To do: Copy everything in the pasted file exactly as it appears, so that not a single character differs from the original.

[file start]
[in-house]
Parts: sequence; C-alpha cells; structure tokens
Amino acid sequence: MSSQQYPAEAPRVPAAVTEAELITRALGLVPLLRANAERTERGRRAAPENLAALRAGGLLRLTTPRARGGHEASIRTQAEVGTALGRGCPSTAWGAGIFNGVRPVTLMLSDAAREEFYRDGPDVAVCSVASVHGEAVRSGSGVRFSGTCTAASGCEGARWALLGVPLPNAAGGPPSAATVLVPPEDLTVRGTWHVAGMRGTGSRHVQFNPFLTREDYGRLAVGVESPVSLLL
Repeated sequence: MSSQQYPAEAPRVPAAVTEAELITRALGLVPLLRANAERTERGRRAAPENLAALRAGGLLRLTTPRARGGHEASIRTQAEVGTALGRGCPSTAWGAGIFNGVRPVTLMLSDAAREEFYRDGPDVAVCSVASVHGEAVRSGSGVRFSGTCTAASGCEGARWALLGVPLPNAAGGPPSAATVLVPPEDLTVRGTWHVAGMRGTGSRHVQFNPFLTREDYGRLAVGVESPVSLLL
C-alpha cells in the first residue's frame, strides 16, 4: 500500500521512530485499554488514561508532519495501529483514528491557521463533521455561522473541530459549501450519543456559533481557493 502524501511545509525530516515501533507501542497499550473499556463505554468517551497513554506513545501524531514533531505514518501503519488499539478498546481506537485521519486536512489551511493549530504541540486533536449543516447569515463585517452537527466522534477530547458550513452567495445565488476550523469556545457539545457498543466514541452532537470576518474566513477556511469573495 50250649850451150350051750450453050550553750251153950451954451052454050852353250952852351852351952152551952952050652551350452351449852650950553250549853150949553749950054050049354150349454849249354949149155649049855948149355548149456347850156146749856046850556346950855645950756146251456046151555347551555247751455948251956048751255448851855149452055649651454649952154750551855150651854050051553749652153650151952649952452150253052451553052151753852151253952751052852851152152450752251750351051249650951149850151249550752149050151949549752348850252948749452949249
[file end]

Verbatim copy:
[in-house]
Parts: sequence; C-alpha cells; structure tokens
Amino acid sequence: MSSQQYPAEAPRVPAAVTEAELITRALGLVPLLRANAERTERGRRAAPENLAALRAGGLLRLTTPRARGGHEASIRTQAEVGTALGRGCPSTAWGAGIFNGVRPVTLMLSDAAREEFYRDGPDVAVCSVASVHGEAVRSGSGVRFSGTCTAASGCEGARWALLGVPLPNAAGGPPSAATVLVPPEDLTVRGTWHVAGMRGTGSRHVQFNPFLTREDYGRLAVGVESPVSLLL
Repeated sequence: MSSQQYPAEAPRVPAAVTEAELITRALGLVPLLRANAERTERGRRAAPENLAALRAGGLLRLTTPRARGGHEASIRTQAEVGTALGRGCPSTAWGAGIFNGVRPVTLMLSDAAREEFYRDGPDVAVCSVASVHGEAVRSGSGVRFSGTCTAASGCEGARWALLGVPLPNAAGGPPSAATVLVPPEDLTVRGTWHVAGMRGTGSRHVQFNPFLTREDYGRLAVGVESPVSLLL
C-alpha cells in the first residue's frame, strides 16, 4: 500500500521512530485499554488514561508532519495501529483514528491557521463533521455561522473541530459549501450519543456559533481557493 502524501511545509525530516515501533507501542497499550473499556463505554468517551497513554506513545501524531514533531505514518501503519488499539478498546481506537485521519486536512489551511493549530504541540486533536449543516447569515463585517452537527466522534477530547458550513452567495445565488476550523469556545457539545457498543466514541452532537470576518474566513477556511469573495 50250649850451150350051750450453050550553750251153950451954451052454050852353250952852351852351952152551952952050652551350452351449852650950553250549853150949553749950054050049354150349454849249354949149155649049855948149355548149456347850156146749856046850556346950855645950756146251456046151555347551555247751455948251956048751255448851855149452055649651454649952154750551855150651854050051553749652153650151952649952452150253052451553052151753852151253952751052852851152152450752251750351051249650951149850151249550752149050151949549752348850252948749452949249